3 Myths About Septic Pumping

Do you assume because you’ve been doing something since you started your pumping and portable business that it’s the only way to do it? Think again.
3 Myths About Septic Pumping
Whether you’re pinching pennies or spending heavily, be careful to consider how today’s investment will affect your bottom line in years to come.

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You’ve been in the portable sanitation and septic pumping business for decades, so your knowledge of best practices, safety measures and equipment buying is extensive. But perhaps some of these industry issues are so engrained in your day-to-day operations that you’ve never stopped to consider whether what you’re doing is beneficial or detrimental to your pumping business. 

Have you skipped over a news story about a PRO on the other side of the country because you think it doesn’t affect you? Do you assume you’ll never get hurt on the job? 

For those pumpers new to the industry, these issues might not be bad habits, yet, but let’s make sure they don’t become regular practices. 

Let’s put some septic pumping myths to rest. 

1. Issues facing pumpers in other parts of the country don’t affect my business.

False. As Septic System Answer Man Jim Anderson points out in his recent article, pollutant removal issues for individual onsite wastewater practices in the Chesapeake Bay watershed could definitely come full circle for septic pumpers nationwide. Anderson served on a panel to review these practices. 

“The primary objective was to review documentation, and provide concise system definitions and percent reductions for nitrogen load reduction practices that could then be used in a model to evaluate how changes in practices will impact nitrogen loadings to Chesapeake Bay,” he says in the article. 

So if you’re a pumper in Texas or Minnesota or Florida, why should this study interest you? Because the microscope now focused on the Eastern Seaboard will eventually turn elsewhere. What happens in the Chesapeake Bay watershed has the potential to impact how you will do business in the future by determining what kinds of systems will be installed in those areas. 

If you’re in the Midwest, think about the “dead zone” in the Gulf of Mexico caused by excess nitrogen delivered through the Mississippi River. If you’re in California, think of the San Francisco Bay.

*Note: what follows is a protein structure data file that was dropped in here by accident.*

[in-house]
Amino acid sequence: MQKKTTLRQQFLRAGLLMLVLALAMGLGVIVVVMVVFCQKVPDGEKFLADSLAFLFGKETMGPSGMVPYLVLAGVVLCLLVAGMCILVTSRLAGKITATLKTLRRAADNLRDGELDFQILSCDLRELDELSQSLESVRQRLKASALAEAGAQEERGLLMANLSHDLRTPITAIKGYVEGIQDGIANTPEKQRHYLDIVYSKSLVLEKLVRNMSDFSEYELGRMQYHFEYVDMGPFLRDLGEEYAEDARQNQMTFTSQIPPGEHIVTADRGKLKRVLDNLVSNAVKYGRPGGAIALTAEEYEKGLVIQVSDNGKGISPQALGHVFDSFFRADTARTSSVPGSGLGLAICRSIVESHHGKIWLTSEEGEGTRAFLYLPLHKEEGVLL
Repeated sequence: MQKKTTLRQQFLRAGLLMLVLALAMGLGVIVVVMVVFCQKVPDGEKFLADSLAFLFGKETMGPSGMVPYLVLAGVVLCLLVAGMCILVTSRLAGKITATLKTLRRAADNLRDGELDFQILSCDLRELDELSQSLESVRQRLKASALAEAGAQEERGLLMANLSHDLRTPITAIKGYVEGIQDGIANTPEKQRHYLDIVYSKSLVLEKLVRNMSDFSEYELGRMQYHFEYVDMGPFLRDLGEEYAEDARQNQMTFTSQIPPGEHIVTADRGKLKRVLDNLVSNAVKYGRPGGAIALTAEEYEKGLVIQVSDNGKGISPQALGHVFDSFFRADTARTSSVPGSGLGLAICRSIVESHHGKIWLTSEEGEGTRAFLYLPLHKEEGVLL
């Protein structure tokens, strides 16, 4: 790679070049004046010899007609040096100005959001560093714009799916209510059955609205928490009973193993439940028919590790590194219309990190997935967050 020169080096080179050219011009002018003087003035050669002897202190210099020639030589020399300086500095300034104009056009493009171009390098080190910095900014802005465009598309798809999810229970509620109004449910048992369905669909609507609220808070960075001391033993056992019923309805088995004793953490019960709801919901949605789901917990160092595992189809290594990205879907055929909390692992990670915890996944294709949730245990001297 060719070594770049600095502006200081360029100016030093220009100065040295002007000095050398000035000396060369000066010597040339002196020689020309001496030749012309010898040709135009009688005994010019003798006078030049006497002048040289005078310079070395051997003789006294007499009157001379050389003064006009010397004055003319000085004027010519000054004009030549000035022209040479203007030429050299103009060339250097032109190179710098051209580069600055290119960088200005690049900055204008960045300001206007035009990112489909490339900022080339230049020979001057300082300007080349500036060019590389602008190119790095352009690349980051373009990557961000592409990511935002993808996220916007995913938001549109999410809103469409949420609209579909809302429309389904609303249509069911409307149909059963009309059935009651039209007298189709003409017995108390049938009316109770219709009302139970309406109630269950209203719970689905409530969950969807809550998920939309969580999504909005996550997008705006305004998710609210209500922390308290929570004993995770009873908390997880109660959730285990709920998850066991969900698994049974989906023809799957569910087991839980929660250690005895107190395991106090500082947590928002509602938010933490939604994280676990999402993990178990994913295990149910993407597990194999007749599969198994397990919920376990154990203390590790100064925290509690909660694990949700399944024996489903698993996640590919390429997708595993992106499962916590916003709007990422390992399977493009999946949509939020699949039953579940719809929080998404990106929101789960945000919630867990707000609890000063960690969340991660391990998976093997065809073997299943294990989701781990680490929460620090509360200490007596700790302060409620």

2. It won’t happen to me. I’ll never get hurt on the job.

Septic pumpers face countless hazards on a daily basis. Everything from bacteria and disease-causing pathogens to back injuries and snake bites. 

You practice safety on the job — most of the time. But that one time you let your guard down is precisely when hazards occur. They happen regularly, and they can happen to you. 

In another Septic System Answer Man column, Anderson outlines a few of the many ways you, and your workers, can get injured on the job. 

Lifting: In this line of work, lifting is always going to be involved, putting the technician at risk. Whenever it’s possible, take advantage of mechanical equipment to avoid heavy lifting. 

Bits and pokes: Insect and snake bites and poisonous vegetation aren’t often discussed, and the severity of these varies by region. A good rule of thumb? Never place a hand where you can’t clearly see any dangers. 

Above all else, use common sense for on-the-job safety. 

3. Equipment purchases today won’t impact long-term company cashouts.

In a Money Manager column, Erik Gunn explains how today’s equipment purchasing decisions will have an impact when it comes time to cash out the company. 

Whether you’re pinching pennies or spending heavily, be careful to consider how today’s investment will affect your bottom line in years to come. 

You face scores of decisions when it’s time to buy new equipment: Will this equipment make my business more productive? Will I be able to generate the cash flow to pay off the loan? Is it good for my business? 

And some of these decisions have even longer-term implications still – not when you buy the equipment, not even necessarily a year or two later. 

Instead, those turn up when you decide you’re ready to retire and sell the business to someone else. And that’s true whether you’re selling it “in house” to a business partner, your children or your employees, or whether you put it on the market and sell it to the highest bidder among a bunch of strangers. 

So buyers beware, and be sure you’re thinking long-term not immediate gratification. Here are 8 Tips for Vacuum Truck Shoppers

What myths have you busted over the years? Post a comment below.



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